JUN BINAY MUST BE GUILTY
Binays must be guilty of crimes!
n UNLAWFUL ARREST or ARBITRARY DETENTION
n VIOL. OF SEC. 3(e) OF RA 3019
By BERTENI CATALUNA CAUSING
A man who believes law is beautiful
even with only enough to live by
The admission by the camp of Makati Mayor Junjun Binay, wittingly or not, that they just “invited” the security guards of Dasmarinas Village to the police station made him, all his policemen who were with him during the bullying incident, and possibly Senator Nancy Binay, guilty of either UNLAWFUL ARREST or ARBITRARY DETENTION and VIOLATION OF SECTION 3(E) OF REPUBLIC ACT 3019.
Unlawful arrest is defined in Article 269 of the Revised Penal Code as an act of arresting a person without authority or without reasonable ground for the purpose of delivering the arrested person to proper authorities.
If there is no purpose of delivering to proper authorities, then the taking of custody becomes a crime of arbitrary detention.
Given above, it is sufficient that there was actual taking of custody of the security guards sufficient to hold Binay and company criminally liable, either for unlawful arrest or arbitrary detention, and all by conspiracy because they all acted with the unity of purpose.
The face of guilt is clear
From the admission that there was confrontation at the Banyan Gate of Dasmarinas Village makes it inconsistent for an invitation to the police station to take place.
Logic always says that a true invitation means the invited consented if the invited went along with the one inviting.
So that the element of pure invitation is consent of the invited.
But logic also says that “consent to be brought to the police station” cannot exist along with confronta tion, unless the confrontation has cooled down sufficient for the parties to rethink positions. But the video footage of the confrontation was long enough to preclude the happening of a cooling of heads.
Summing up, the admission that the Binay entourage was blocked at the Banyan Gate of Dasmarinas Village firmed up the proposition that a confrontation existed between the group of Binay and the security guards at the gate. For how confrontation would take place if there was no blockade at the gate? And when there was a confrontation that existed, then there was the heating up of the minds of the principal actors. There was no cooling down of the heads because if it was otherwise then there was no bringing of the security guards to the police station that happened. And what purpose would be served in bringing the security guards to the police station when any purpose other than arrest can be done right there at the gate.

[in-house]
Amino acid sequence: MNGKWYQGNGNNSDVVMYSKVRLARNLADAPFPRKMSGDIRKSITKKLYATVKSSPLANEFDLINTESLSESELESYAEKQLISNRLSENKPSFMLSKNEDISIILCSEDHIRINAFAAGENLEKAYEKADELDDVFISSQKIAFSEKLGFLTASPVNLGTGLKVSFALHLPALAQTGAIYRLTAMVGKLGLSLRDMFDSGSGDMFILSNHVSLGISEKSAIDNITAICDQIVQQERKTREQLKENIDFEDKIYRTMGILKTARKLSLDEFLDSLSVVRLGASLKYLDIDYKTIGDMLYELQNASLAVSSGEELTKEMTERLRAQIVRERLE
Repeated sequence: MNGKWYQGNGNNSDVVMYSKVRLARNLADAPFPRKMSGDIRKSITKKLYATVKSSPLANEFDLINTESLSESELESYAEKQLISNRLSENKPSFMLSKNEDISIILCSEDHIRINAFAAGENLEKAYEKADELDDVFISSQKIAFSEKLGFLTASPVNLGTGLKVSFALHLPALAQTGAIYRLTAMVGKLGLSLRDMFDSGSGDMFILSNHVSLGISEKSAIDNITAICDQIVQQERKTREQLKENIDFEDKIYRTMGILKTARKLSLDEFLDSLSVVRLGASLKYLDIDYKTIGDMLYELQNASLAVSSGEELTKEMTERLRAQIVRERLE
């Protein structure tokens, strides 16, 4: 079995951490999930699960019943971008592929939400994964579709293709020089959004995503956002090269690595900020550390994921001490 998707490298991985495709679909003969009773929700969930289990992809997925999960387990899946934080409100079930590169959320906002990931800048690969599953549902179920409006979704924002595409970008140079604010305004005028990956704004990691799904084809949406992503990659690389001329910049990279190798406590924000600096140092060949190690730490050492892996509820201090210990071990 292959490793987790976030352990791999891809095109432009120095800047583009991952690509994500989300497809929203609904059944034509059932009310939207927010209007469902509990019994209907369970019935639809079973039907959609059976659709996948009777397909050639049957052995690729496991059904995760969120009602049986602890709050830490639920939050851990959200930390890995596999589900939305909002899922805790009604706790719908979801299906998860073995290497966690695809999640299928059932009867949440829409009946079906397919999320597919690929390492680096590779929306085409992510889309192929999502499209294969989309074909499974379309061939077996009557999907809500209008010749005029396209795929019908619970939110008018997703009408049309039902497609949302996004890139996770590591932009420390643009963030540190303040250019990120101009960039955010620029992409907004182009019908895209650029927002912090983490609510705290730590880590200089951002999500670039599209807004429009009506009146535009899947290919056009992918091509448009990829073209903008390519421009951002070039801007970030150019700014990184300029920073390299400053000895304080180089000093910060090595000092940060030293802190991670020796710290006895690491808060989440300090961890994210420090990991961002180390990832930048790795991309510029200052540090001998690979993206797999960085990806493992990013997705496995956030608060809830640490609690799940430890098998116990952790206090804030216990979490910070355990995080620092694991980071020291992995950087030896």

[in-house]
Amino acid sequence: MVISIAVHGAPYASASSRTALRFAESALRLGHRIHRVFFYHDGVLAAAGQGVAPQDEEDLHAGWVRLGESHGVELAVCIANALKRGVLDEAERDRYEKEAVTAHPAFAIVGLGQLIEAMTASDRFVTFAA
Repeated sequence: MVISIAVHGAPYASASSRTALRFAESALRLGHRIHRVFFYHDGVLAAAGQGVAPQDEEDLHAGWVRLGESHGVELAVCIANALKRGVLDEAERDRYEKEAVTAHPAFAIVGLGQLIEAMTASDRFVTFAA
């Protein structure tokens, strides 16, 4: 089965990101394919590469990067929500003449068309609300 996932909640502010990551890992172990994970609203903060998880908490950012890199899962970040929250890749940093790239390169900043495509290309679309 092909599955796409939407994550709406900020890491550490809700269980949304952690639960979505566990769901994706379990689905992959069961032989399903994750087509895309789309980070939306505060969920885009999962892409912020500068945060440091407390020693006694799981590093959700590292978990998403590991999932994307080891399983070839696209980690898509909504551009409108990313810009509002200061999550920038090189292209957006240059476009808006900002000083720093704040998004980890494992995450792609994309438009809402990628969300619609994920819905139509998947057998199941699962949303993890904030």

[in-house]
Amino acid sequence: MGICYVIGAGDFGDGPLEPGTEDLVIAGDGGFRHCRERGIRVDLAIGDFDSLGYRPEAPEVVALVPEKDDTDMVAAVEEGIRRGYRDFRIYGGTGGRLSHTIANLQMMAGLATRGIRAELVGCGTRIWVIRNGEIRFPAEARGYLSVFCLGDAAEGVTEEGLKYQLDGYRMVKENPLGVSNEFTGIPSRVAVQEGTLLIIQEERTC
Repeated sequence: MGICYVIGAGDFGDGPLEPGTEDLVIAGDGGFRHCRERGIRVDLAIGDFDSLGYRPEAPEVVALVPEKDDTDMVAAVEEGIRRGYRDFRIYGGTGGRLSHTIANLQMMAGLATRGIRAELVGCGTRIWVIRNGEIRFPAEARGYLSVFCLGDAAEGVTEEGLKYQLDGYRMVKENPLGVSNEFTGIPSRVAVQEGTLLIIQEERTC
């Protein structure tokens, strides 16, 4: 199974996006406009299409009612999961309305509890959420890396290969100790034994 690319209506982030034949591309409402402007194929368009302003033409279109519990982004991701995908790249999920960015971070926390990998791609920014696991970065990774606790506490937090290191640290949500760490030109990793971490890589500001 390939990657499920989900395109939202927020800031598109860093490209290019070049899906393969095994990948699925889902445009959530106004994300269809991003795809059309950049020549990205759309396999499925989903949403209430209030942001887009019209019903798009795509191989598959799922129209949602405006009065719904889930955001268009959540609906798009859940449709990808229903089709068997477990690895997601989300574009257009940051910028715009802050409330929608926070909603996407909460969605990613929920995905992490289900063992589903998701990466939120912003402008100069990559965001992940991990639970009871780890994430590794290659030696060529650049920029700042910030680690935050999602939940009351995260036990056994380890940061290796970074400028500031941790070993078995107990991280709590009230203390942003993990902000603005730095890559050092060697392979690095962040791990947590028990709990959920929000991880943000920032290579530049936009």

Hence, even with the admissions alone of the Binay camp and the established circumstances, there are already enough pieces of evidence to prove that Binay and his companions were guilty of arbitrary detention or unlawful arrest.
The CCTV footage
It is established that a CCTV footage of the Banyan Gate incident has been uploaded to the Youtube and the URL is this: https://www.youtube.com/watch?v=KP6lUpkYUjk. Although it is annotated, there is no reason to doubt that it may have been spliced to show that the guards of Binay and Binay confronted the guards at the gate when they were blocked. The many acts to be spliced makes it a conclusion that it was impossible to splice it to favor one group or the other.
Nevertheless, watching the footage of the CCTV, it is very clear that the entourage of Mayor Junjun Binay was blocked by the security guards at the gate from getting inside Dasmarinas Village in Makat.
It is also very clear in the CCTV that the entourage was composed of the mayor, his sister Senator Nancy Binay, and armed men, some were in police uniforms while others were not, and there were umbrellas.
It is also very clear in the footage that when the convoy was blocked, armed men got down the three SUVs of the Binay convoy and confronted the security guards right away.
There clearly appeared in the CCTV some kind of angry commotion. Thereafter, security guards at the gate were brought away. Then the group of Binay forcibly moved up the bar at the gate and the convoy passed through.
In the same video, it is very clear that during the height of the commotion, guns were put out and it was apparent and this scene cannot be consistent with the claim that it was only an invitation when the security guards were seen frisked away.
This video is sufficient for a cunning lawyer to build up a case of arbitrary detention or unlawful arrest.